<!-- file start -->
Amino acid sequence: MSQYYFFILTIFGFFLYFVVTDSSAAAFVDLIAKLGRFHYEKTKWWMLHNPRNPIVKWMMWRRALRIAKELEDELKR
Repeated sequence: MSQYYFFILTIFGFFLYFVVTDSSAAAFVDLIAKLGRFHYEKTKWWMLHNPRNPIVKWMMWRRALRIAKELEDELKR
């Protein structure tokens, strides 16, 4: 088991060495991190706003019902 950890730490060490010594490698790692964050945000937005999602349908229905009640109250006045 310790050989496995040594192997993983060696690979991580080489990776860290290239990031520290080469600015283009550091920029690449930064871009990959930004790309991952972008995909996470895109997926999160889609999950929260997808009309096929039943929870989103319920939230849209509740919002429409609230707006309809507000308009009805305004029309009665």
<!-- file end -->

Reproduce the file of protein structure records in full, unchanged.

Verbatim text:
Amino acid sequence: MSQYYFFILTIFGFFLYFVVTDSSAAAFVDLIAKLGRFHYEKTKWWMLHNPRNPIVKWMMWRRALRIAKELEDELKR
Repeated sequence: MSQYYFFILTIFGFFLYFVVTDSSAAAFVDLIAKLGRFHYEKTKWWMLHNPRNPIVKWMMWRRALRIAKELEDELKR
């Protein structure tokens, strides 16, 4: 088991060495991190706003019902 950890730490060490010594490698790692964050945000937005999602349908229905009640109250006045 310790050989496995040594192997993983060696690979991580080489990776860290290239990031520290080469600015283009550091920029690449930064871009990959930004790309991952972008995909996470895109997926999160889609999950929260997808009309096929039943929870989103319920939230849209509740919002429409609230707006309809507000308009009805305004029309009665």